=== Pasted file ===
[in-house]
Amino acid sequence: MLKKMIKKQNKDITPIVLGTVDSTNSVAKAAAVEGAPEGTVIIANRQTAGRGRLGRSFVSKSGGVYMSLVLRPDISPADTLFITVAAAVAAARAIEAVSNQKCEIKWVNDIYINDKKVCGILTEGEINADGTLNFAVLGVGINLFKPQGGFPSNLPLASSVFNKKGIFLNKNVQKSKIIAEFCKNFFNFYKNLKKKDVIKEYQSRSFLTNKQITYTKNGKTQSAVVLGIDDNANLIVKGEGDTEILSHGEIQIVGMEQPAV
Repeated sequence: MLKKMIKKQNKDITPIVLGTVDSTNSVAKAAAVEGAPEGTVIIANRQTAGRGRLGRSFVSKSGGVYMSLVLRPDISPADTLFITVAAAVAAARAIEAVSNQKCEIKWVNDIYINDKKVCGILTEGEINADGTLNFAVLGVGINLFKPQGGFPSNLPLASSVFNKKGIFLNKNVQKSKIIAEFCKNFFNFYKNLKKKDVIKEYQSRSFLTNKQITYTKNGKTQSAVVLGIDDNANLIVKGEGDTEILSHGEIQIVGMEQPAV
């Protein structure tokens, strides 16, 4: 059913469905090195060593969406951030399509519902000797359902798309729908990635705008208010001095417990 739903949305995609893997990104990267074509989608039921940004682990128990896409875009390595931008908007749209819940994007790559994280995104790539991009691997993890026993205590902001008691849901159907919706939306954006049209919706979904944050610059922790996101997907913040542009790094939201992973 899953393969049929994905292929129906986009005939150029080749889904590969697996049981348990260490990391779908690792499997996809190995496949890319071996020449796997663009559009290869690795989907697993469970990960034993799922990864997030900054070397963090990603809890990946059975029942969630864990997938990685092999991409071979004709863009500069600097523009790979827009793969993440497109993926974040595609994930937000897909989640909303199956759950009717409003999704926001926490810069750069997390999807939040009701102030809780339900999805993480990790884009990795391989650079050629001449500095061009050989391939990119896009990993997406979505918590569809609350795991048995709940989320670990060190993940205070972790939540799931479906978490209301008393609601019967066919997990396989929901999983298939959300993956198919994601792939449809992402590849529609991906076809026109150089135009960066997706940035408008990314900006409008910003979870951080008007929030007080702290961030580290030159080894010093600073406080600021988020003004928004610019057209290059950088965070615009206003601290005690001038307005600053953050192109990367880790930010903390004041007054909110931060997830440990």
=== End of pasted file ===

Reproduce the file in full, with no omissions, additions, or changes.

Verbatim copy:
[in-house]
Amino acid sequence: MLKKMIKKQNKDITPIVLGTVDSTNSVAKAAAVEGAPEGTVIIANRQTAGRGRLGRSFVSKSGGVYMSLVLRPDISPADTLFITVAAAVAAARAIEAVSNQKCEIKWVNDIYINDKKVCGILTEGEINADGTLNFAVLGVGINLFKPQGGFPSNLPLASSVFNKKGIFLNKNVQKSKIIAEFCKNFFNFYKNLKKKDVIKEYQSRSFLTNKQITYTKNGKTQSAVVLGIDDNANLIVKGEGDTEILSHGEIQIVGMEQPAV
Repeated sequence: MLKKMIKKQNKDITPIVLGTVDSTNSVAKAAAVEGAPEGTVIIANRQTAGRGRLGRSFVSKSGGVYMSLVLRPDISPADTLFITVAAAVAAARAIEAVSNQKCEIKWVNDIYINDKKVCGILTEGEINADGTLNFAVLGVGINLFKPQGGFPSNLPLASSVFNKKGIFLNKNVQKSKIIAEFCKNFFNFYKNLKKKDVIKEYQSRSFLTNKQITYTKNGKTQSAVVLGIDDNANLIVKGEGDTEILSHGEIQIVGMEQPAV
């Protein structure tokens, strides 16, 4: 059913469905090195060593969406951030399509519902000797359902798309729908990635705008208010001095417990 739903949305995609893997990104990267074509989608039921940004682990128990896409875009390595931008908007749209819940994007790559994280995104790539991009691997993890026993205590902001008691849901159907919706939306954006049209919706979904944050610059922790996101997907913040542009790094939201992973 899953393969049929994905292929129906986009005939150029080749889904590969697996049981348990260490990391779908690792499997996809190995496949890319071996020449796997663009559009290869690795989907697993469970990960034993799922990864997030900054070397963090990603809890990946059975029942969630864990997938990685092999991409071979004709863009500069600097523009790979827009793969993440497109993926974040595609994930937000897909989640909303199956759950009717409003999704926001926490810069750069997390999807939040009701102030809780339900999805993480990790884009990795391989650079050629001449500095061009050989391939990119896009990993997406979505918590569809609350795991048995709940989320670990060190993940205070972790939540799931479906978490209301008393609601019967066919997990396989929901999983298939959300993956198919994601792939449809992402590849529609991906076809026109150089135009960066997706940035408008990314900006409008910003979870951080008007929030007080702290961030580290030159080894010093600073406080600021988020003004928004610019057209290059950088965070615009206003601290005690001038307005600053953050192109990367880790930010903390004041007054909110931060997830440990």